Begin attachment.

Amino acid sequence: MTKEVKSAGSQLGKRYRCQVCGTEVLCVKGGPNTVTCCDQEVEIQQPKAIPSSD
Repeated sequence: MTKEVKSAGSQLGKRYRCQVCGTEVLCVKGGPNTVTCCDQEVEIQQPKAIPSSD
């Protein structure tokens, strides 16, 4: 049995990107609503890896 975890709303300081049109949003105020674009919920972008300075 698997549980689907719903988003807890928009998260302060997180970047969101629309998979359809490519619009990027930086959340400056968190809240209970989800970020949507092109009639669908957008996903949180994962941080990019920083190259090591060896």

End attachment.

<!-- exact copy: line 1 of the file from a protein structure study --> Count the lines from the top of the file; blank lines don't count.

Amino acid sequence: MTKEVKSAGSQLGKRYRCQVCGTEVLCVKGGPNTVTCCDQEVEIQQPKAIPSSD